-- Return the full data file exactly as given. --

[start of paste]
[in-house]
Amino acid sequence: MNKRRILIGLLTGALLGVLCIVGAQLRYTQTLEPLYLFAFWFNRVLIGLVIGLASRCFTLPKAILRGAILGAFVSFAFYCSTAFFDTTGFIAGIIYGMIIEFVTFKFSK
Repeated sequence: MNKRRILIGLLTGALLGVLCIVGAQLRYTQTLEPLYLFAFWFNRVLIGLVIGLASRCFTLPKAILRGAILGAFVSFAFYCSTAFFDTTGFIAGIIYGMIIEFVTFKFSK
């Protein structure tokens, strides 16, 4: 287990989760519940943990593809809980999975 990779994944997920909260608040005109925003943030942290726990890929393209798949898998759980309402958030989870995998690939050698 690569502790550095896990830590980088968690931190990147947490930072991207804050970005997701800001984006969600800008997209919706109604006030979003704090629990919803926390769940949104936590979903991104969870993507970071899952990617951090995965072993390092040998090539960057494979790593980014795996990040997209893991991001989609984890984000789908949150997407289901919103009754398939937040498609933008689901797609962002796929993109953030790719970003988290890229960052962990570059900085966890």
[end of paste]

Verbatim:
[in-house]
Amino acid sequence: MNKRRILIGLLTGALLGVLCIVGAQLRYTQTLEPLYLFAFWFNRVLIGLVIGLASRCFTLPKAILRGAILGAFVSFAFYCSTAFFDTTGFIAGIIYGMIIEFVTFKFSK
Repeated sequence: MNKRRILIGLLTGALLGVLCIVGAQLRYTQTLEPLYLFAFWFNRVLIGLVIGLASRCFTLPKAILRGAILGAFVSFAFYCSTAFFDTTGFIAGIIYGMIIEFVTFKFSK
């Protein structure tokens, strides 16, 4: 287990989760519940943990593809809980999975 990779994944997920909260608040005109925003943030942290726990890929393209798949898998759980309402958030989870995998690939050698 690569502790550095896990830590980088968690931190990147947490930072991207804050970005997701800001984006969600800008997209919706109604006030979003704090629990919803926390769940949104936590979903991104969870993507970071899952990617951090995965072993390092040998090539960057494979790593980014795996990040997209893991991001989609984890984000789908949150997407289901919103009754398939937040498609933008689901797609962002796929993109953030790719970003988290890229960052962990570059900085966890």